Tax Proposals Affecting Private Corporations: “Income Sprinkling” Draft Legislation Revised

Published December 20, 2017 at 11:26 a.m.

As outlined in our previous publication Tax Proposals Affecting Private Corporations – Initial Government Response Following Consultation Period, the federal government released a tax consultation paper in July 2017 affecting private corporations. The consultation paper outlined proposed policy responses for certain tax planning strategies involving private corporations that it perceives unfairly reduce personal taxes of high income earners through a variety of tax reduction strategies unavailable to other Canadians. On December 13, 2017 revised draft legislation regarding one of these targeted strategies, income sprinkling, was released to take effect beginning in 2018.

In October 2017, the government made several announcements with respect to these proposals affecting private corporations, including that it would not move forward with some measures outlined in the consultation paper, namely measures to limit access to the Lifetime Capital Gains Exemption (LCGE) and measures relating to the conversion of income into capital gains. On the other hand, the government also announced at that time that it would be proceeding with measures to limit tax deferral opportunities related to passive investments on a go-forward basis, the details of which will be included in Budget 2018.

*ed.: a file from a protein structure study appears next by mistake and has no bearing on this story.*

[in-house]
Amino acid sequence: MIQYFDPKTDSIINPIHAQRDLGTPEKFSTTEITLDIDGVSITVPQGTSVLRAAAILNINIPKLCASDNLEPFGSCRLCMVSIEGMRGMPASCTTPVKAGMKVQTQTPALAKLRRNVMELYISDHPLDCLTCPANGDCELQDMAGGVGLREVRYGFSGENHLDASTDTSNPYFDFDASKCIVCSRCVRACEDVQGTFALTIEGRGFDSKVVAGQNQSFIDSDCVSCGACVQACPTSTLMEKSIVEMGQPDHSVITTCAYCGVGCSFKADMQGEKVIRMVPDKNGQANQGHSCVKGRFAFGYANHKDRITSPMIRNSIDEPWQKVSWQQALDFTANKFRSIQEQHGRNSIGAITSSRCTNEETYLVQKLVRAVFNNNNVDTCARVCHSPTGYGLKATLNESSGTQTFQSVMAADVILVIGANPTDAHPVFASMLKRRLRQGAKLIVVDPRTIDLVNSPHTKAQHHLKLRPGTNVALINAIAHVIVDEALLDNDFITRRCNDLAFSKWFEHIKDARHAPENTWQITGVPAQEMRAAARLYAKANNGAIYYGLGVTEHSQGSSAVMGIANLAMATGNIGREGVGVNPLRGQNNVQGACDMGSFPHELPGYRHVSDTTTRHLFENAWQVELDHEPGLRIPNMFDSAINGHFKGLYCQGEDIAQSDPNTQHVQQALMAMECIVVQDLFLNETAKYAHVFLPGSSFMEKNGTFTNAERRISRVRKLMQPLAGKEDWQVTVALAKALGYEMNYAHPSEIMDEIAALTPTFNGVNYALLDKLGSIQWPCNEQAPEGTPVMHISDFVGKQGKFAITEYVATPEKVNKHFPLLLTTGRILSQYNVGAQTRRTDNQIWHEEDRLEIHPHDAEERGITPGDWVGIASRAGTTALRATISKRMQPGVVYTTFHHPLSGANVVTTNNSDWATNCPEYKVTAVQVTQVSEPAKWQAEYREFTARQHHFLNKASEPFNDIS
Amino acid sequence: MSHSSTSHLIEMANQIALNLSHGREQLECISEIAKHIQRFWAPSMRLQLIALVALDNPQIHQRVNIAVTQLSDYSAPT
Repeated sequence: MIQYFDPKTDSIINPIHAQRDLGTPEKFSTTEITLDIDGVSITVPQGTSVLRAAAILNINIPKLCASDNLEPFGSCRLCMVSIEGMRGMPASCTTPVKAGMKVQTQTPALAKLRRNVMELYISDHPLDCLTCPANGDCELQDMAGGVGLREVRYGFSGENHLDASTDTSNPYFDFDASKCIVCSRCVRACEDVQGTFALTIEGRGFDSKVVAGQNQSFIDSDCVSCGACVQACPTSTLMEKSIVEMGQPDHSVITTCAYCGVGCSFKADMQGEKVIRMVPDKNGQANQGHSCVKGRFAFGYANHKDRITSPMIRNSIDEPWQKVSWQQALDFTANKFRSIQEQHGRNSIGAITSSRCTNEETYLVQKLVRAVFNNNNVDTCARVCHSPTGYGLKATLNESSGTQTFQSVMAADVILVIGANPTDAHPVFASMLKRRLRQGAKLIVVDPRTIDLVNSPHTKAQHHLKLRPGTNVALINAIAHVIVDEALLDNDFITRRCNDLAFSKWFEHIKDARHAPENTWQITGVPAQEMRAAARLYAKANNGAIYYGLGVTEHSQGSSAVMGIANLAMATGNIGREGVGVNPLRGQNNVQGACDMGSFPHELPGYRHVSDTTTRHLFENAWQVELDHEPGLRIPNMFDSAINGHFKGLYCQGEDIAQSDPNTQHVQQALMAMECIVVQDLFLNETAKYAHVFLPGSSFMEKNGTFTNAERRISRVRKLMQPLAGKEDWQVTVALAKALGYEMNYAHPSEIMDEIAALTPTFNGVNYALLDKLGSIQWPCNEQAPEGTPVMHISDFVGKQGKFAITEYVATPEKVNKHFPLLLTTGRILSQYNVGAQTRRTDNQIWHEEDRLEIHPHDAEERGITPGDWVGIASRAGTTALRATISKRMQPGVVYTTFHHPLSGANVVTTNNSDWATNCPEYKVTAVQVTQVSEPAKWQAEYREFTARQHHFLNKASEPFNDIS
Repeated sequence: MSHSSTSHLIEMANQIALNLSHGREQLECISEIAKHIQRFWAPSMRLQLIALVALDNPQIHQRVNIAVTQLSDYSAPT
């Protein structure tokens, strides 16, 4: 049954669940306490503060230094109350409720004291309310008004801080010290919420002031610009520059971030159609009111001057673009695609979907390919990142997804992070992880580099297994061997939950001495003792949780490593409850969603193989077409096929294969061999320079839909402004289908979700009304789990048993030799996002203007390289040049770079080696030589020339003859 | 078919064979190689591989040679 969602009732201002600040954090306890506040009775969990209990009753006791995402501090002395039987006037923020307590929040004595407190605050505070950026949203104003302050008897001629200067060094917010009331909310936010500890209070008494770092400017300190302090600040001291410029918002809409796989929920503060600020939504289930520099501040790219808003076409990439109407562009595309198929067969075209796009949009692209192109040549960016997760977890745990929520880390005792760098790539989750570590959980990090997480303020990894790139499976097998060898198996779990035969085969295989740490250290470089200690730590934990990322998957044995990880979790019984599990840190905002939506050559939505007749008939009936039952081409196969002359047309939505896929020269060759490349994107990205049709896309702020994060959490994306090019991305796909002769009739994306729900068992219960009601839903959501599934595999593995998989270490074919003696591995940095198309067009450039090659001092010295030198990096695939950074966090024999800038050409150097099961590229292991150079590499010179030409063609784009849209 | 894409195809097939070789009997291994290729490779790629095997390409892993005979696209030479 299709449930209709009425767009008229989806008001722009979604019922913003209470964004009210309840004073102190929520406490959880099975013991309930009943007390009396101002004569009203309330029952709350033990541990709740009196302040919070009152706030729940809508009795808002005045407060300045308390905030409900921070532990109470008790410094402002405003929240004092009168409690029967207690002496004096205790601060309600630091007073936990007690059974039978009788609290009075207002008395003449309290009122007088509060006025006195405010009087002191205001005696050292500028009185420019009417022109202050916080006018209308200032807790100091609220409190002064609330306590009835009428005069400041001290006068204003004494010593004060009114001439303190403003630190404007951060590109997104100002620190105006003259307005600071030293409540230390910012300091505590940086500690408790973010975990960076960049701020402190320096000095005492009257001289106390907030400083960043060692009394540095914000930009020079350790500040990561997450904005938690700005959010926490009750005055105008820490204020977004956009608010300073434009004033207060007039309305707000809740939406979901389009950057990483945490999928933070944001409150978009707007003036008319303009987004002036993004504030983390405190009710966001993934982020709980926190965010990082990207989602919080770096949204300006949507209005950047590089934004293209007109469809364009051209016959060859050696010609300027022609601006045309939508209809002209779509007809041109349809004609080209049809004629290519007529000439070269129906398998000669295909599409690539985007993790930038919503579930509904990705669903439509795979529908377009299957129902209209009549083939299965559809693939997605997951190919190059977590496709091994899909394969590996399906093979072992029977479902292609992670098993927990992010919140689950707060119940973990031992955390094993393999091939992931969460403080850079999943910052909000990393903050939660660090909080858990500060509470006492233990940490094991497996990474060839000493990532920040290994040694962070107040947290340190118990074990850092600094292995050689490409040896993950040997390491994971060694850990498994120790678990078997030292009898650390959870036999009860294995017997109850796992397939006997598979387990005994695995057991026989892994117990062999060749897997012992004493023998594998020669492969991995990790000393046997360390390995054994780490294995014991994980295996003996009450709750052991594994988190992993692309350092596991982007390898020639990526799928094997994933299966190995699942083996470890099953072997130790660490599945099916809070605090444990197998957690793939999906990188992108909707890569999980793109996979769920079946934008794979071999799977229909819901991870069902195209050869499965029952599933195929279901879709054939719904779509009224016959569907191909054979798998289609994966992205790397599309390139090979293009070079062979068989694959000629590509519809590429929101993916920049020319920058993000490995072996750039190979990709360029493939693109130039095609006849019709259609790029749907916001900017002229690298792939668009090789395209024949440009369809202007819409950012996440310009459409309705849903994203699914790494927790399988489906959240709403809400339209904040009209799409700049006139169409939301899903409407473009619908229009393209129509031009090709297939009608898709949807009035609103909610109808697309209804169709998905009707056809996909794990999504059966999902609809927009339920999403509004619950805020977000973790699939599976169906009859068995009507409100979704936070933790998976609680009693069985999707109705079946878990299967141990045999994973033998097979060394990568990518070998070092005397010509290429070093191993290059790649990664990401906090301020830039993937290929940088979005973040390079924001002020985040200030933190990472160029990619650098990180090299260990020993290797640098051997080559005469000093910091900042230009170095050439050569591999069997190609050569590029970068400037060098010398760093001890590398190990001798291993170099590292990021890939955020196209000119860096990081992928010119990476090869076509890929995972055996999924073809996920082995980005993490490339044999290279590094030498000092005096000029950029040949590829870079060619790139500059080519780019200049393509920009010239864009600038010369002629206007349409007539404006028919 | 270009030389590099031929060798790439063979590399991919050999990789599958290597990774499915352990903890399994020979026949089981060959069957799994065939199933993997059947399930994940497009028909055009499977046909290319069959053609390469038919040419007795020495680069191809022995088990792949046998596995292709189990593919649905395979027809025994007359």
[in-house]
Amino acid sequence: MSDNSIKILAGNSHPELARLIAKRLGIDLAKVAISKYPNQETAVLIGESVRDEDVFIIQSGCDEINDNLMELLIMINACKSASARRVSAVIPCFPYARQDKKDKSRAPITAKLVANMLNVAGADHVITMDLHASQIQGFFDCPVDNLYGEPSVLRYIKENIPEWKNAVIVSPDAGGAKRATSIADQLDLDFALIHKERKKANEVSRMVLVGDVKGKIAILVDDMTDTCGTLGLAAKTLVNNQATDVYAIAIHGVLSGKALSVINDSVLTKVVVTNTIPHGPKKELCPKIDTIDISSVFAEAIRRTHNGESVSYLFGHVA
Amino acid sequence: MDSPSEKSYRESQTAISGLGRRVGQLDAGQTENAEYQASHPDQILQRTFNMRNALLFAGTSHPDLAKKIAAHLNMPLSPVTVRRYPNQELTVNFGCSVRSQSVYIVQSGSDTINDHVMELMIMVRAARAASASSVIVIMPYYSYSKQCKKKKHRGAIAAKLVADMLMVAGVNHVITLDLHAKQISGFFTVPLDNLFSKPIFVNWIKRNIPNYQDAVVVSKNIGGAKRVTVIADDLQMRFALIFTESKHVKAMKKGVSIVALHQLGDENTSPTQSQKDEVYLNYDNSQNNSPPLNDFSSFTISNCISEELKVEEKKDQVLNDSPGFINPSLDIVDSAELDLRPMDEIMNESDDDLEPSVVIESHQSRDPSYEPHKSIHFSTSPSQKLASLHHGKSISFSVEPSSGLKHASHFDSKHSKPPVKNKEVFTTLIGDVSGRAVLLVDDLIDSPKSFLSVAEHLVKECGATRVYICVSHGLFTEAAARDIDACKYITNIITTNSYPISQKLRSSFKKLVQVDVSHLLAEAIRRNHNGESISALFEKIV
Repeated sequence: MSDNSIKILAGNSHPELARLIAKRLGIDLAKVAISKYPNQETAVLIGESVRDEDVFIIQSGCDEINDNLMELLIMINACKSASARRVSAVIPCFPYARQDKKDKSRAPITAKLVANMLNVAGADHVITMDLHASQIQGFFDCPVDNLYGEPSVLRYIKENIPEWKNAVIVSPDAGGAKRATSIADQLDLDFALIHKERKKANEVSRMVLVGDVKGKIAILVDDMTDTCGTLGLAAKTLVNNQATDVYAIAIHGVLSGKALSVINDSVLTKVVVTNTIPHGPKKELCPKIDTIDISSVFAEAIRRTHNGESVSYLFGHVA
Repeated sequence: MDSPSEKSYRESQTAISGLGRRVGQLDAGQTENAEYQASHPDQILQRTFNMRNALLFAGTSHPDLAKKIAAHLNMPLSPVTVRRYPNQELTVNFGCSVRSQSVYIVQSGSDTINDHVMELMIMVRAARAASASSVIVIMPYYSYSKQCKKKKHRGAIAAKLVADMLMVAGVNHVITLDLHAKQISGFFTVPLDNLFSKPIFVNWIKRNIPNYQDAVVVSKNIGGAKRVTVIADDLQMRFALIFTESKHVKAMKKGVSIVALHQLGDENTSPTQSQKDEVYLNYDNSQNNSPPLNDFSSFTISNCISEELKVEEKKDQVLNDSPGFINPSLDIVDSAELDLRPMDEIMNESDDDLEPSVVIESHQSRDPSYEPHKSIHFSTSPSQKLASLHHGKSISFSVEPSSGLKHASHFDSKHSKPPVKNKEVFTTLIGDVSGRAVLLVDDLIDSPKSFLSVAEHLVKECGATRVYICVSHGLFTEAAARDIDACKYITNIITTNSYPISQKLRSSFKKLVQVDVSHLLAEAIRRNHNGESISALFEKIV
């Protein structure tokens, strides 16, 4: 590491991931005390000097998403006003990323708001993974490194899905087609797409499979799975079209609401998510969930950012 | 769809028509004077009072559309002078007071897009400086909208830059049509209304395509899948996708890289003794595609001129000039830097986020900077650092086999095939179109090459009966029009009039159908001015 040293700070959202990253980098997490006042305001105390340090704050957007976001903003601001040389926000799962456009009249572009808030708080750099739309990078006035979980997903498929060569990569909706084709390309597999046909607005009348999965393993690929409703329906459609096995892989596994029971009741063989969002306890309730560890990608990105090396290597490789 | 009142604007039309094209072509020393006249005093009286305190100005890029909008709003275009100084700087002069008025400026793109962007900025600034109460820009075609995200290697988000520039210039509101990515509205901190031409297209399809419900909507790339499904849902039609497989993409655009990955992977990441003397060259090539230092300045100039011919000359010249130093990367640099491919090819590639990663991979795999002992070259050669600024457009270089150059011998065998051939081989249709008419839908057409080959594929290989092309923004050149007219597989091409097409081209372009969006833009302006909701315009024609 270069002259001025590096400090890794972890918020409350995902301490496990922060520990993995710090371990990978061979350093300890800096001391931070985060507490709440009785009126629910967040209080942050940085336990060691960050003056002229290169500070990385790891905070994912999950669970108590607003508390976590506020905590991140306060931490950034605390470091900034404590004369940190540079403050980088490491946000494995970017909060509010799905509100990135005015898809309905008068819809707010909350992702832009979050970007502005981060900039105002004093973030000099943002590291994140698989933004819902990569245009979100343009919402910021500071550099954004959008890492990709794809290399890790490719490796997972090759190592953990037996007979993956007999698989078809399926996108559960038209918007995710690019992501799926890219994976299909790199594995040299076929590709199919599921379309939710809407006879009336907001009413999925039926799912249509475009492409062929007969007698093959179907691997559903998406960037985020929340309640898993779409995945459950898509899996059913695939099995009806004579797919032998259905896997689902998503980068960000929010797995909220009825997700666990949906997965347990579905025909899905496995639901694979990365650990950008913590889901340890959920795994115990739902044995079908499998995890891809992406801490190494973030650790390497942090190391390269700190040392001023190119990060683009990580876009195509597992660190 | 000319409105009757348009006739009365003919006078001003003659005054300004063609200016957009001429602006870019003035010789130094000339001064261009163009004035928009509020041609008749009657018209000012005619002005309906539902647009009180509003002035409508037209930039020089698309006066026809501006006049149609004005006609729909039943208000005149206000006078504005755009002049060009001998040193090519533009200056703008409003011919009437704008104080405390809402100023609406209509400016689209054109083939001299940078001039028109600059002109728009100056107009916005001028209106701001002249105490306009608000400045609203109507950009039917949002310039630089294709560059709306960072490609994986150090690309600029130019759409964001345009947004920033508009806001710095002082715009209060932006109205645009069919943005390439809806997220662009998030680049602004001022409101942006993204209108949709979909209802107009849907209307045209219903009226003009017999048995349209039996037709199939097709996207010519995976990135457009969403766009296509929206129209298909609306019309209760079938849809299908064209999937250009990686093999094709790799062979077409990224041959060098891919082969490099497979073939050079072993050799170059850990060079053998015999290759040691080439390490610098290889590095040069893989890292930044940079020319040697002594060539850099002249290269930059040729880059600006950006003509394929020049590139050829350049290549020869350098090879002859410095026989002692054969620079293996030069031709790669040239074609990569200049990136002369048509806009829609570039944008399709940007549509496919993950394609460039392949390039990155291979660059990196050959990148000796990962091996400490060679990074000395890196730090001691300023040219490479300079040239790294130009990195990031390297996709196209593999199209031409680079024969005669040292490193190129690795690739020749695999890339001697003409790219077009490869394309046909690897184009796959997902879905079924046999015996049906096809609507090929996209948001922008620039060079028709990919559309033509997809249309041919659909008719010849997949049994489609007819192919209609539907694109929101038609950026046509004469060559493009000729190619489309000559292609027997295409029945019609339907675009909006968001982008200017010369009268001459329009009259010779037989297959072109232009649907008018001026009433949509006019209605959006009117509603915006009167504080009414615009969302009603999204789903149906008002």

In addition, the consultation paper addressed income sprinkling, a strategy which can reduce income taxes by causing income (such as dividends and capital gains) that would otherwise be realized by an individual facing a high personal income tax rate to instead be realized by family members who are subject to lower personal tax rates. At the time of the October 2017 announcements, the government acknowledged the complexity and the potential impact of these draft legislative proposals on small family businesses. It noted that the measures could create uncertainty as to how amounts received from a family business would be taxed. As a result, while it reiterated that it intends to move forward with these measures to limit income sprinkling using private corporations, it indicated that it would simplify these income sprinkling proposals and ensure that the rules will not impact businesses to the extent there are clear and meaningful contributions by spouses, children and other family members. At that time, the government committed to releasing revised draft legislative proposals, which remain effective for the 2018 and subsequent taxation years. This revised draft legislation regarding the measures limiting income sprinkling involving private corporations was released on December 13, 2017 and is the subject of this publication.

Income Sprinkling